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FTC Restrictions On Jerk.com Reputation Website Upheld

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The National Trial LawyersThe 1st Circuit Court of Appeals upheld a Federal Trade Commission (FTC) ruling against the creator of Jerk.com for misrepresenting that information on its site was generated by users, when it was actually scraped from the data of more than 70 million Facebook users.

The site also deceived users into believing that they could publicly dispute or remove negative information posted about them by purchasing a $30 membership.

Profiles generated by software, not users


The company’s founder, John Fanning, the former co-founder of Napster.com, launched Jerk.com - “a self-proclaimed reputation management website” in 2009. The site falsely claimed that users or an acquaintance of a person, made profile pages where users could vote on whether someone was a “jerk” or “not a jerk” or post anonymous reviews about the person.

However, the profiles on the site were not posted by willing users, but rather a software that scraped Facebook accounts for names, photos and other data to fabricate profiles on the website.

The website contained between 73.4 and 81.6 million unique profiles. For individuals finding their profile on the site, the company offered a “Remove Me!” page which allowed them to “manage [their] reputation and resolve disputes” through a $30 subscription.

The site also charged subscribers a $25 customer service fee to contact or email the website. Subscribers believed the membership would allow them to alter, dispute, or delete their Jerk.com profile, but in many instances “received nothing in return.”

The company’s customer service department ignored requests to remove photos and other profile information.

FTC complaint


After hundreds of complaints were filed with the FTC, the commission issued an administrative complaint against Jerk.com alleging it falsely represented the material on the site was generated by users and that it deceived users into believing purchasing membership would provide the ability to dispute or remove information from the website.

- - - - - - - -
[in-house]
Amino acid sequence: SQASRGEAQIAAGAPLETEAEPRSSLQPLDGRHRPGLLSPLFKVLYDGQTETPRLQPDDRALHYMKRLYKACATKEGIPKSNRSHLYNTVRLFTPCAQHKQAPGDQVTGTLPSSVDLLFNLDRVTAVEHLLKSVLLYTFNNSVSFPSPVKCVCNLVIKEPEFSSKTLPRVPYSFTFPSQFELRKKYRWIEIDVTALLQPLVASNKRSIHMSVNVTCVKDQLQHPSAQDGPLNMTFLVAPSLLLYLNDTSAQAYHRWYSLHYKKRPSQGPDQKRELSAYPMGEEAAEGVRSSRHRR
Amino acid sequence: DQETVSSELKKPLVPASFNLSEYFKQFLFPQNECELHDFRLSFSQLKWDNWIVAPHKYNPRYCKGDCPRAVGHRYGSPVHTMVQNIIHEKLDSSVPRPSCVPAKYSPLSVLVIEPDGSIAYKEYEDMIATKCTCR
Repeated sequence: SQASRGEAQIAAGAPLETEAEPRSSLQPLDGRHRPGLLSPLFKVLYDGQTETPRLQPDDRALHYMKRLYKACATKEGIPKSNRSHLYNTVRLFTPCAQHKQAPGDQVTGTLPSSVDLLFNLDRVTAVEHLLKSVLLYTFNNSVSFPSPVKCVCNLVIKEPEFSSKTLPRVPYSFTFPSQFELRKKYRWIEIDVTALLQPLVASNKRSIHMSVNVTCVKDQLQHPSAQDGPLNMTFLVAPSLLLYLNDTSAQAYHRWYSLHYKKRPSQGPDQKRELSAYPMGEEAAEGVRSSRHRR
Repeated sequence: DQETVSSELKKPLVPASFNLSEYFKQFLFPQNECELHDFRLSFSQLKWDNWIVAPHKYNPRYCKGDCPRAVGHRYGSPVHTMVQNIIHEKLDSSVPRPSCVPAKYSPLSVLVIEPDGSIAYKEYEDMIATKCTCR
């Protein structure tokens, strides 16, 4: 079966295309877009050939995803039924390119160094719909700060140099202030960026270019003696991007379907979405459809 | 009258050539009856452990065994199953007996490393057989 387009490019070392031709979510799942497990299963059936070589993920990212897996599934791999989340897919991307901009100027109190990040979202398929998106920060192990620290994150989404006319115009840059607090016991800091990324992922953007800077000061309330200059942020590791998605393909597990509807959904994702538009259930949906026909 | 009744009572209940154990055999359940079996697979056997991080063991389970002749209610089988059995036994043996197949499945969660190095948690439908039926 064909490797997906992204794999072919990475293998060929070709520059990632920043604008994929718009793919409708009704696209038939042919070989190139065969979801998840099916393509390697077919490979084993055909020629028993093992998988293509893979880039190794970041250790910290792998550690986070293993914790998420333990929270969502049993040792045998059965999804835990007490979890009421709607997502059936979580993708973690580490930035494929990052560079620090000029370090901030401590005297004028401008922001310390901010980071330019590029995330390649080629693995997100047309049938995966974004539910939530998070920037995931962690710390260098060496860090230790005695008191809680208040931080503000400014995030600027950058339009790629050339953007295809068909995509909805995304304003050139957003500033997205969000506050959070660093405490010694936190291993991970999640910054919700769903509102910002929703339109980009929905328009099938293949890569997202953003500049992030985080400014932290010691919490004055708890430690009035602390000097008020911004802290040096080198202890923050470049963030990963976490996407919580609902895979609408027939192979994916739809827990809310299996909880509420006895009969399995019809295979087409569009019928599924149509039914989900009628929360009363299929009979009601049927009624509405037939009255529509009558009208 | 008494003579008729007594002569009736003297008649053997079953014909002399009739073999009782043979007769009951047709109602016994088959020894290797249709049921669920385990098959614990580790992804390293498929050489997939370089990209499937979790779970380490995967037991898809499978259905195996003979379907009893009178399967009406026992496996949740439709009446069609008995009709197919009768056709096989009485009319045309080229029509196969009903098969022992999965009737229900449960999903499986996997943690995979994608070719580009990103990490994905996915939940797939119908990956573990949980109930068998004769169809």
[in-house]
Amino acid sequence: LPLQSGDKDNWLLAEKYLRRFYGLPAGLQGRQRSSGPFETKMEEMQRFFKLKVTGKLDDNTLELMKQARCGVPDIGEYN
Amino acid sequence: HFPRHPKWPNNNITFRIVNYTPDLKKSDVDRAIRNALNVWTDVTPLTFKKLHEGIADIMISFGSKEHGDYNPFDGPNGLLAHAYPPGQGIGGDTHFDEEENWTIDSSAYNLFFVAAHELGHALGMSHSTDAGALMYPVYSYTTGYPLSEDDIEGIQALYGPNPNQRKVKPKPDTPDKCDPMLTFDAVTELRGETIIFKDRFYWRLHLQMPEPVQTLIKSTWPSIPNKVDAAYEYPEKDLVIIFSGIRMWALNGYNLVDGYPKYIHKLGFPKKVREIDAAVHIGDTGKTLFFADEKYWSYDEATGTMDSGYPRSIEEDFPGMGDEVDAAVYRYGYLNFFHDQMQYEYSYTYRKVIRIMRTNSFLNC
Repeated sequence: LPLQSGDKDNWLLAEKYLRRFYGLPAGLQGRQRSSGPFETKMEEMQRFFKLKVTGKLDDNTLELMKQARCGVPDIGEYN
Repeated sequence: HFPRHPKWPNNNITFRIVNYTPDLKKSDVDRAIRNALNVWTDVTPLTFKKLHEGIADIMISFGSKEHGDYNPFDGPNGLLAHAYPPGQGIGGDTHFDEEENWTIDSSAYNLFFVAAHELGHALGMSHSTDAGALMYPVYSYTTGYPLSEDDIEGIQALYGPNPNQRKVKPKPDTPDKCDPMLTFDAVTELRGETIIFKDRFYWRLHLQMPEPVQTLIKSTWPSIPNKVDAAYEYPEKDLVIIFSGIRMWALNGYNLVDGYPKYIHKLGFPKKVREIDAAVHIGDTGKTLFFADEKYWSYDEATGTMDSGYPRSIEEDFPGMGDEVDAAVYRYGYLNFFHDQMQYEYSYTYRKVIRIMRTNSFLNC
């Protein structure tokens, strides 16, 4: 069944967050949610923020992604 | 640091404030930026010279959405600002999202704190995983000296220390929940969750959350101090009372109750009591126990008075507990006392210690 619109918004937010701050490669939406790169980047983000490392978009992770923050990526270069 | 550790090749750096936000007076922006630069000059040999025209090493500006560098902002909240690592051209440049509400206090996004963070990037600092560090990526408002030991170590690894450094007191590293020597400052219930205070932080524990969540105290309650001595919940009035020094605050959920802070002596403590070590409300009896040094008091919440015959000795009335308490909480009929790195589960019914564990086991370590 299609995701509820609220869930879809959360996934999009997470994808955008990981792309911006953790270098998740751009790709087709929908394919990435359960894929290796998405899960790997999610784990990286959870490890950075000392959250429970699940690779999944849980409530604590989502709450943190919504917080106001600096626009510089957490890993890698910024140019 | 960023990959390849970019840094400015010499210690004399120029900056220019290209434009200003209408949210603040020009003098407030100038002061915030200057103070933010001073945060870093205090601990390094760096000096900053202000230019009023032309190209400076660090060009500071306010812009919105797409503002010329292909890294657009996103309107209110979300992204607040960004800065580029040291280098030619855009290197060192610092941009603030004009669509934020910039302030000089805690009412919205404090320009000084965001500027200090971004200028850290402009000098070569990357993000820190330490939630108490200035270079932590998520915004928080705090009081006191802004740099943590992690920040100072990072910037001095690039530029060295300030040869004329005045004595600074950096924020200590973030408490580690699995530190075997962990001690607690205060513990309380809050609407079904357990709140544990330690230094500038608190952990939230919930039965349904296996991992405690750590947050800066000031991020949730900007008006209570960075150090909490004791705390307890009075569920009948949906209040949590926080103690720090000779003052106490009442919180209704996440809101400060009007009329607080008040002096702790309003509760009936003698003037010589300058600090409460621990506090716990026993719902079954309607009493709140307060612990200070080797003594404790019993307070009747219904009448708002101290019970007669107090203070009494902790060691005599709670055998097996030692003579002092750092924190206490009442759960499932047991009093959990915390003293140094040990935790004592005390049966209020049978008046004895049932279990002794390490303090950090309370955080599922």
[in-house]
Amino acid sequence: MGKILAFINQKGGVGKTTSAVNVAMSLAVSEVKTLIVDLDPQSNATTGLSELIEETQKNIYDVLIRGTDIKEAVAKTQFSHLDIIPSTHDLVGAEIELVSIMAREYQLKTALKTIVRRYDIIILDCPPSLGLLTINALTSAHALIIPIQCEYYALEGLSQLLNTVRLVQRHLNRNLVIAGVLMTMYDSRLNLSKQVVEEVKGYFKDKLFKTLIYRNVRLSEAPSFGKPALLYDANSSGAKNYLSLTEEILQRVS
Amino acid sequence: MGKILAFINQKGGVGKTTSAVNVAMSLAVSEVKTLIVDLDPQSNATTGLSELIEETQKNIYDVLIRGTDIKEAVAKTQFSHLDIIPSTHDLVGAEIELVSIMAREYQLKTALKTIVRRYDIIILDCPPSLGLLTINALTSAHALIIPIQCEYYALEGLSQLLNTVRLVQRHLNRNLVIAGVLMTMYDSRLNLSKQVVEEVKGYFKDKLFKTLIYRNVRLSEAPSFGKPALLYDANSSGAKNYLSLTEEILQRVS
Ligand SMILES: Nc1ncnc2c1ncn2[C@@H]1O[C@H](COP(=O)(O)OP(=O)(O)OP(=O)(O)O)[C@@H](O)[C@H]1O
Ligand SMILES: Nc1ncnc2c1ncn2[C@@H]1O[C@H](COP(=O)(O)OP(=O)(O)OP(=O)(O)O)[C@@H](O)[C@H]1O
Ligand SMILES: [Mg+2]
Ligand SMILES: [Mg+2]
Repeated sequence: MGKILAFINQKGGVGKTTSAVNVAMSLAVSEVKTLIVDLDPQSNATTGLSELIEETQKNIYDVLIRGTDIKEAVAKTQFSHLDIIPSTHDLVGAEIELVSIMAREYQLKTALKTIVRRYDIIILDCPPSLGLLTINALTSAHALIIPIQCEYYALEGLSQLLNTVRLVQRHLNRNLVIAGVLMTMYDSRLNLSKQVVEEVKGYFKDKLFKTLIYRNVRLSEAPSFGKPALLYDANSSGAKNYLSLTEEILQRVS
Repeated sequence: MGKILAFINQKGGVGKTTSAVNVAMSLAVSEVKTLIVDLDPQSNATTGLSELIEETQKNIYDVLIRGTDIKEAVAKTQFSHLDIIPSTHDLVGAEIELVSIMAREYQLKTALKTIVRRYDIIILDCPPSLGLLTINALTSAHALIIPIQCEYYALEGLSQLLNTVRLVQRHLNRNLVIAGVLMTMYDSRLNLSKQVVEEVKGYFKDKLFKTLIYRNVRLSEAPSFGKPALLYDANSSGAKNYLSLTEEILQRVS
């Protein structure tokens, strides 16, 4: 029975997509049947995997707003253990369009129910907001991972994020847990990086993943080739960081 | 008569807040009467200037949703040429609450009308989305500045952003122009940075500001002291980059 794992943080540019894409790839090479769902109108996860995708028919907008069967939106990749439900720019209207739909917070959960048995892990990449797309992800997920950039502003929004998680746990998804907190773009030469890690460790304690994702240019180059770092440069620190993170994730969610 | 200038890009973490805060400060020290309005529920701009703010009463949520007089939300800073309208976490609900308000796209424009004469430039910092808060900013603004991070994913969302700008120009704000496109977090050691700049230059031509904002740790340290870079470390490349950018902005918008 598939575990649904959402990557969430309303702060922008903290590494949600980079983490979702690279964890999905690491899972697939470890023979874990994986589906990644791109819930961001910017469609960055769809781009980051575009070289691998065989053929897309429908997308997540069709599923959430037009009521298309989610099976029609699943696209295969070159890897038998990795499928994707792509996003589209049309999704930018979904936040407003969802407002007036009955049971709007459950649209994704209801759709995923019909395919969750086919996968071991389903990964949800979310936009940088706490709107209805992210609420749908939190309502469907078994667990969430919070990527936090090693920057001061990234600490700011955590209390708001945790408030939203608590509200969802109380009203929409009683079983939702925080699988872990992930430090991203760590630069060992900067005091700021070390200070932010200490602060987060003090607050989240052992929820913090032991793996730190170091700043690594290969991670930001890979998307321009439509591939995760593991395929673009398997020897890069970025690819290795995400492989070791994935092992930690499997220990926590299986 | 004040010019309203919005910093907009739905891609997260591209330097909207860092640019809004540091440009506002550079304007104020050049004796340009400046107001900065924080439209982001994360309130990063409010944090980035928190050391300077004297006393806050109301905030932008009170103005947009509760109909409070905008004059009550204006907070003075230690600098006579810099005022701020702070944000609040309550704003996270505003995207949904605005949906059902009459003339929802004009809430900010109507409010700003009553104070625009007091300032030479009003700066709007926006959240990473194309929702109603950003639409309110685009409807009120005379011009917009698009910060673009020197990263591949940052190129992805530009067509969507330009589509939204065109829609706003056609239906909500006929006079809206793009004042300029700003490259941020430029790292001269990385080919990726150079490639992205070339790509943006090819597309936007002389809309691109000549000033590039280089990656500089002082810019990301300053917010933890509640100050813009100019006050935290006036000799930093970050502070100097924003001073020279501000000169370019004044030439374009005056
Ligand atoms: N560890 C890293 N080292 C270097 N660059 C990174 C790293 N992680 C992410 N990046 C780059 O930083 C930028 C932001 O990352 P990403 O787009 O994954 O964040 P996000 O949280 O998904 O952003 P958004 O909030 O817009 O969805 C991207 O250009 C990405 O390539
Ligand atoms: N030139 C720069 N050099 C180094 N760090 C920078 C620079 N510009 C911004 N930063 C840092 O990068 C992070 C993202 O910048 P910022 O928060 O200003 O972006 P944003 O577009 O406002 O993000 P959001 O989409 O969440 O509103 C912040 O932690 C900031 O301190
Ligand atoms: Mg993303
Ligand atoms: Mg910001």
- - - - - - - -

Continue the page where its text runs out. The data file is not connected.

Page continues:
The complaint also alleged that Fanning was individually liable because he “participated in the deceptive conduct and controlled the acts and practices” of Jerk.com.

The FTC granted summary judgement against Jerk.com and Fanning in violation of federal law prohibiting deceptive practices affecting commerce. The commission issued an order enjoining Jerk.com and Fanning from misrepresenting the source of any personal information or content on the website or from misrepresenting the benefits of joining any service.

The order also required him to “maintain” and “make available” “advertisements and promotional materials containing any representation covered by [the] order” for a period of five years.

The order further required Fanning to notify the commission of any new business affiliation or employment and submit the business address for the next 10 years.

Creator appealed FTC order


Fanning appealed the order to the 1st Circuit Court of Appeals. The court agreed with the FTC, finding that Fanning and Jerk.com implicitly misrepresented that the websites content was user generated, and expressly represented that a $30 membership would allow users to contest and remove negative reviews about themselves.

The court, further agreeing with the FTC ruling, rejected Fanning’s argument on appeal that the injunction violated his First Amendment free speech protection, writing that the First Amendment “does not protect misleading commercial speech.”

The court also upheld the 5-year record keeping provisions, finding it “reasonably related to Fanning’s FTC violations.” The court also made note that Fanning started a similar website “Reper” while running Jerk.com, writing that the east with which the deceptive practices “could be transferred to other websites weighs in favor of requiring Fanning to comply with some reporting requirements.”

However, the court found the 10-year compliance monitoring provision imposed on Fanning was overbroad. Without any guidance from the commission on the inclusion of the provision, other than its traditional practice of requiring such reporting in other cases, the court deemed the provision not reasonably related to Fanning’s violation and vacated the requirement.



The case is John Fanning v. Federal Trade Commission, case number 15-1520, in the United States Court of Appeals for the First Circuit.

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